Climate-change supercomputer causes pollution storm
There were a few red faces in Britain this week – and not from sunburn – as it was revealed that a $48.9 million supercomputer hailed for its potential contribution to climate change research is one of the nation's top emitters of carbon dioxide.
As The Daily Mail reports, the 1-petaflop machine (that's 1,000,000,000,000,000 calculations per second) installed last year at the Met Office, the nation's chief weather forecasting body, uses 1.2 megawatts of energy to run – enough to power 1,000 homes. That's good enough to land the facility on a list of worst-polluting public buildings in Britain, joined by hospitals and "large leisure centers."
Many, including Met Office spokesman Barry Gromett, were quick to argue that the work done by the supercomputer validates its hearty appetite. Grommet claims that the machine's "severe weather warnings could help to save lives and its predictions for the airline industry helped to save 20 million tonnes of carbon emissions each year," the Times Online reports.
This is the second time the supercomputer has caught a bad rap this year. In April, Met Office meteorologists predicted a "barbecue summer" ahead. Guess what? June was nice, but by the end of July, Britons were sloshing in a month's worth of rain, and the Met Office changed its tune.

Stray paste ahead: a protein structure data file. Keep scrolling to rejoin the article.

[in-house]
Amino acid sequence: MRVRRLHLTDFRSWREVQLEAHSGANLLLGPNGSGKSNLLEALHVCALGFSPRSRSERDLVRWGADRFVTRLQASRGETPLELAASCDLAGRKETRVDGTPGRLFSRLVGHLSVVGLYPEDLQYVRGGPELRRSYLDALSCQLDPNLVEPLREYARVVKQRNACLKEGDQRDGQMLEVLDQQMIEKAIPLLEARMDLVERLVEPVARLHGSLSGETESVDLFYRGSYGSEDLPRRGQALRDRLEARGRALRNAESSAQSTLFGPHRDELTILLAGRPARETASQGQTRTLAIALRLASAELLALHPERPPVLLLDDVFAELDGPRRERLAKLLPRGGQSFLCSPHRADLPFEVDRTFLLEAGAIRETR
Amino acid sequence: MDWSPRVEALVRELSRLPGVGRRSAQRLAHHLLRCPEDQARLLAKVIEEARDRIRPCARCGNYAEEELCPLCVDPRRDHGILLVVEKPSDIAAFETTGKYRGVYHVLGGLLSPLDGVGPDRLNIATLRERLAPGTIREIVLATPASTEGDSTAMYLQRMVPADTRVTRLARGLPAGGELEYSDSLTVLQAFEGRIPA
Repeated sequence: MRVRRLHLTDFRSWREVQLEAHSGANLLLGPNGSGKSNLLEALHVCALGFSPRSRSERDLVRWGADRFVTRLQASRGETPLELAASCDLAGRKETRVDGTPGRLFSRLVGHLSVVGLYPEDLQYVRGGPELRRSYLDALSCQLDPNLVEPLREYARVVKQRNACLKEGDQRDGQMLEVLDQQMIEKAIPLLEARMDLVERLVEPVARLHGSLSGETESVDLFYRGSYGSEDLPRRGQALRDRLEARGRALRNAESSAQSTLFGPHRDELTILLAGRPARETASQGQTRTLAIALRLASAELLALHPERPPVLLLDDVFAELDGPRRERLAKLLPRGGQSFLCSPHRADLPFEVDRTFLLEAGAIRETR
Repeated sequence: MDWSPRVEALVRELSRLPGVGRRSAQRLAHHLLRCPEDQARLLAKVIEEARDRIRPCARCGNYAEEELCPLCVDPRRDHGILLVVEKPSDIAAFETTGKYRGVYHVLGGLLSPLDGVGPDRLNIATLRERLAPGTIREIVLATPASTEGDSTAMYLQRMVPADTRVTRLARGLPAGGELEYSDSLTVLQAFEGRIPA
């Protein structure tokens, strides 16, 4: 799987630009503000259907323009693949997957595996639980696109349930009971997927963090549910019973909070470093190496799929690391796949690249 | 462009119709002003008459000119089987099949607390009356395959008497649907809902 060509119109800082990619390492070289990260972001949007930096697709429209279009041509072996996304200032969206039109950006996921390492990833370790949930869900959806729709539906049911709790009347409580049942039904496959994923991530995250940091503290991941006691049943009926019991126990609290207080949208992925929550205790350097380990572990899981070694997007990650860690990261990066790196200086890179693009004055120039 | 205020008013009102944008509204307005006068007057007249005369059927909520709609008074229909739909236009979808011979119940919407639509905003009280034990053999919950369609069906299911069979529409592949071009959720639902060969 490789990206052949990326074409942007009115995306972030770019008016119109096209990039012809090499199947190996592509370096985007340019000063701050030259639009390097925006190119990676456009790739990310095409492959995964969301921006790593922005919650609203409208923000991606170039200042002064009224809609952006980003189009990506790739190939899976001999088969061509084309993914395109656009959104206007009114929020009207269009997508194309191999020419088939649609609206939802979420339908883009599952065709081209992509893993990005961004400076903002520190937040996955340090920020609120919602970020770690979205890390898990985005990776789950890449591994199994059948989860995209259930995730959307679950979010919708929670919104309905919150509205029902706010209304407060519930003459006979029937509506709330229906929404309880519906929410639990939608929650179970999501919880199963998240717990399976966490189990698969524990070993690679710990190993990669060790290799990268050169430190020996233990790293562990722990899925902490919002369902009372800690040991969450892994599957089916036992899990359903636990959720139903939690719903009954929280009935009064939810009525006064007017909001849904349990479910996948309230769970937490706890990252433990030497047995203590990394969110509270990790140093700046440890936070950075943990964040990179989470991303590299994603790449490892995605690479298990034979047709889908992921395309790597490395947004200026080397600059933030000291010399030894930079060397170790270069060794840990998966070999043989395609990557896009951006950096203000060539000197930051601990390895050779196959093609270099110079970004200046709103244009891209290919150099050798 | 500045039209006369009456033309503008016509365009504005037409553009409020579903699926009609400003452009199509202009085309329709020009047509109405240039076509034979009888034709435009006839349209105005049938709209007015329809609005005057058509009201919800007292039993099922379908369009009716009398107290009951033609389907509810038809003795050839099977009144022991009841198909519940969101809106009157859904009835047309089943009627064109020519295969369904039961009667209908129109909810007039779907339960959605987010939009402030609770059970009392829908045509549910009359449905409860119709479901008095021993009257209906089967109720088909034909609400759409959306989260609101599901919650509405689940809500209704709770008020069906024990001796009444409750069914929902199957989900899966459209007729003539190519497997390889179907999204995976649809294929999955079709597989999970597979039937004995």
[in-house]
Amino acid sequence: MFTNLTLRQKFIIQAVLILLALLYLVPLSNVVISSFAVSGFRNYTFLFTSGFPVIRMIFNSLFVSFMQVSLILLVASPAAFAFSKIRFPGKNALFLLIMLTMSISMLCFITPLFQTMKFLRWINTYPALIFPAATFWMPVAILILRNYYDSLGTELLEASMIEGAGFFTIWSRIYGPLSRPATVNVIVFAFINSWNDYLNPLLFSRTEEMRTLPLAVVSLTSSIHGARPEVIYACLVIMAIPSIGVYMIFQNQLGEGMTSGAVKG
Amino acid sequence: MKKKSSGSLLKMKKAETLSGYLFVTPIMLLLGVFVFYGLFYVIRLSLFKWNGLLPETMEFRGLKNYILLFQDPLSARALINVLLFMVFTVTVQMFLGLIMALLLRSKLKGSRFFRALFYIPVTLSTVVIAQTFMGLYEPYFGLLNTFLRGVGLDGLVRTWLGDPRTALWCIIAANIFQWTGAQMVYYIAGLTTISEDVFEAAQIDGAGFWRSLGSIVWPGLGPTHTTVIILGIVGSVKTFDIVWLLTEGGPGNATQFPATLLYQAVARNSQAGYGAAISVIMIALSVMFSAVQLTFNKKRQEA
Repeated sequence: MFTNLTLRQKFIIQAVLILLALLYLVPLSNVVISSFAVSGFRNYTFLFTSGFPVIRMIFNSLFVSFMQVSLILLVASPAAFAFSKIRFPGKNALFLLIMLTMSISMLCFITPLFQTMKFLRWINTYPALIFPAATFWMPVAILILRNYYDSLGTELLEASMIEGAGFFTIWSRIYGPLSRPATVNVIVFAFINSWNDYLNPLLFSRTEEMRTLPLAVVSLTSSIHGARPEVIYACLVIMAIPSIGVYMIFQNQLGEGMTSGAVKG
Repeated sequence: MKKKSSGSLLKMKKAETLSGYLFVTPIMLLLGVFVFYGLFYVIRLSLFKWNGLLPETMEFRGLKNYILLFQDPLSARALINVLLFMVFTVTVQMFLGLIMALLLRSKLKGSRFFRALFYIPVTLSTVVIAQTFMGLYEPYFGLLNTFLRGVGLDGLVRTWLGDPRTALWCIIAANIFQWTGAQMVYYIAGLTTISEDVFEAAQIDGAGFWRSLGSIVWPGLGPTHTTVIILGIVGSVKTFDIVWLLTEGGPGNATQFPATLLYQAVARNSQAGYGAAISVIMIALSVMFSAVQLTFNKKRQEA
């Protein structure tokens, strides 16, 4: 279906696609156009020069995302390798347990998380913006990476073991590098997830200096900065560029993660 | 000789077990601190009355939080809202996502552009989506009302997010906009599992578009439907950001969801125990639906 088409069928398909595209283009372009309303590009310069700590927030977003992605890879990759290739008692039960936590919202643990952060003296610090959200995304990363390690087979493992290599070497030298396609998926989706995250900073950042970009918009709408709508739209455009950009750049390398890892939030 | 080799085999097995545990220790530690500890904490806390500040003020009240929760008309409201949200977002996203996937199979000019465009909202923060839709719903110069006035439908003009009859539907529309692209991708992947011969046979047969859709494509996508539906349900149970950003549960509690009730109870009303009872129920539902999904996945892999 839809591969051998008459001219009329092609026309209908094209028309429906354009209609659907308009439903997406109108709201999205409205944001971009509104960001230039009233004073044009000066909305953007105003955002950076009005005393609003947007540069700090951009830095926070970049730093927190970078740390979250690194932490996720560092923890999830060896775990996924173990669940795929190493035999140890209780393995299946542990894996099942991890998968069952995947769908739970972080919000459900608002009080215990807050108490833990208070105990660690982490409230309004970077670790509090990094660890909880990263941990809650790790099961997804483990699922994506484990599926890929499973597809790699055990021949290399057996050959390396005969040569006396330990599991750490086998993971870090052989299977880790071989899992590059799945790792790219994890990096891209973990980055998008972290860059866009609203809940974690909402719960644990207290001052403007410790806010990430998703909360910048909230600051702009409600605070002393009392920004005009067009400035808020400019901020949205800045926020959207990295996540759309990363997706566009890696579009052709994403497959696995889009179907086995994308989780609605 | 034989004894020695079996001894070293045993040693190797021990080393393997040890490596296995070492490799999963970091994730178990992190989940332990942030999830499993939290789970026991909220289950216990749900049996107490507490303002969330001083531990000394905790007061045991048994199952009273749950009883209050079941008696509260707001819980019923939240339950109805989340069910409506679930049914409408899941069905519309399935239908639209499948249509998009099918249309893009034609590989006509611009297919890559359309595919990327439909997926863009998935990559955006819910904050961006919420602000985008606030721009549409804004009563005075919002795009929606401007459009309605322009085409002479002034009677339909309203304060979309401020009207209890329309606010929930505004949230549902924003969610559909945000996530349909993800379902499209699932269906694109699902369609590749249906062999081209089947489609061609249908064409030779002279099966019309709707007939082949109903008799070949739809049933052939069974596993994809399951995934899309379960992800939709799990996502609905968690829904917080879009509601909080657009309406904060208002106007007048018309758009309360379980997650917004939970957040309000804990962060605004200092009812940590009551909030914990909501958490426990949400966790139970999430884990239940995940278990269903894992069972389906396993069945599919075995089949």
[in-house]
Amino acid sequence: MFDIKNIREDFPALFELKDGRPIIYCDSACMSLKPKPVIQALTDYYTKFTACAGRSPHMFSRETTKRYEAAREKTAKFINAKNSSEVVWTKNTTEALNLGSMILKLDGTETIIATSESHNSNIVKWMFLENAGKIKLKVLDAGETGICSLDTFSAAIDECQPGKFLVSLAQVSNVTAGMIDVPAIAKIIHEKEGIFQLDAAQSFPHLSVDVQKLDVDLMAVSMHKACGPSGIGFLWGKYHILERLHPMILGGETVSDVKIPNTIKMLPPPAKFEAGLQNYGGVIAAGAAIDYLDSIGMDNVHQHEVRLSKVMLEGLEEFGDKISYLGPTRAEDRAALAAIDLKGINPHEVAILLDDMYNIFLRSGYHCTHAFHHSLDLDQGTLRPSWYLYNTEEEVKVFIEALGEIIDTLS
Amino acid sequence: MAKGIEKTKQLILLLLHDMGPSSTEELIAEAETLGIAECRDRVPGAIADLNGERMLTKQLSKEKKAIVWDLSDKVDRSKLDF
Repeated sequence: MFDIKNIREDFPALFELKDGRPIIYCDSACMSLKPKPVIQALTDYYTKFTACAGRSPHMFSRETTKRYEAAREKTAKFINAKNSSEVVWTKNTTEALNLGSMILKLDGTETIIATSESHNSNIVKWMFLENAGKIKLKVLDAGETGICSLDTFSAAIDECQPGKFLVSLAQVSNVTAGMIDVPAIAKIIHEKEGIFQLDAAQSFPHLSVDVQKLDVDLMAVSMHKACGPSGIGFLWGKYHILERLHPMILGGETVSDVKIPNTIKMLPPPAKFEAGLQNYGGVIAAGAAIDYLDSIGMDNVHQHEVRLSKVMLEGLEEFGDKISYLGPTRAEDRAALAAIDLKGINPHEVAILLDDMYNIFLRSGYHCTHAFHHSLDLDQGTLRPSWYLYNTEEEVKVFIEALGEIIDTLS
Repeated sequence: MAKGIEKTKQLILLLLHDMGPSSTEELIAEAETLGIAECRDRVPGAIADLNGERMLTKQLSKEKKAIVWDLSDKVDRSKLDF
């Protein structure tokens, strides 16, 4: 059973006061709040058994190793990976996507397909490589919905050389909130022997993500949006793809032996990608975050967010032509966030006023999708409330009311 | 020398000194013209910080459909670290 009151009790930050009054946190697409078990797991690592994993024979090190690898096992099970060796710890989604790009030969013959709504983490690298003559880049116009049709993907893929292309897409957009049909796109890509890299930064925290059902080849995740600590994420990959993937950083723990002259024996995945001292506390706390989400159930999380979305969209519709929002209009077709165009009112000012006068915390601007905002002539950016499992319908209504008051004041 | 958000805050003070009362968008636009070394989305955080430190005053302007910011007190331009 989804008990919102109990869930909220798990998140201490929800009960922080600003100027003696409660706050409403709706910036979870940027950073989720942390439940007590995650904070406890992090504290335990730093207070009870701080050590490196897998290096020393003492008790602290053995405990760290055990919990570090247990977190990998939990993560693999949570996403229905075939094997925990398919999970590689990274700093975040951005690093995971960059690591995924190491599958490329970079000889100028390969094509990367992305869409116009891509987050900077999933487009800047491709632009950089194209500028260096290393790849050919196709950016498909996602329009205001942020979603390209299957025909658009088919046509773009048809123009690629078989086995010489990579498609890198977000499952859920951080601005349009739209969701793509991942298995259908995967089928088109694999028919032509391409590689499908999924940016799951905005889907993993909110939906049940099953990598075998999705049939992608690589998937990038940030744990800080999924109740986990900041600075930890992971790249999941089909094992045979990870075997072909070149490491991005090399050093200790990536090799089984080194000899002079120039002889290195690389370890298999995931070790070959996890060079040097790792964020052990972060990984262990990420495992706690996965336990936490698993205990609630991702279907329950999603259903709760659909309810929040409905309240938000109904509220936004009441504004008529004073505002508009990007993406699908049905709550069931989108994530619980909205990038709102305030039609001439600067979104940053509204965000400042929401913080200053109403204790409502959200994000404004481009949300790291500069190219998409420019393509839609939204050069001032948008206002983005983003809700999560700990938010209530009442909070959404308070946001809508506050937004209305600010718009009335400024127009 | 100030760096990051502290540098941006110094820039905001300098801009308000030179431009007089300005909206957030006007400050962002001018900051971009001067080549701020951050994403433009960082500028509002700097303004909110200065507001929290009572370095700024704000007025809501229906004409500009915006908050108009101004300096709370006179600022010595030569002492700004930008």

Danny a hurricane? No.
Meanwhile, Danny, the tropical storm that some had predicted would strengthen into the first hurricane to hit New England in 18 years, has weakened, and now represents, "at most, a relatively minor threat to most of the East Coast." Still, Boston was bracing for a busy wet weekend – services for Sen. Ted Kennedy Saturday and the annual college student move-in rush could be met with 2-4 inches of rain.
Last week, in anticipation of Bill, the first hurricane of the 2009 season, Innovation blogger Matt Shaer told us about next-generation storm trackers. Check them out to see if you can have a barbecue of your own – and tweet about it: we're @CSMHorizonsBlog.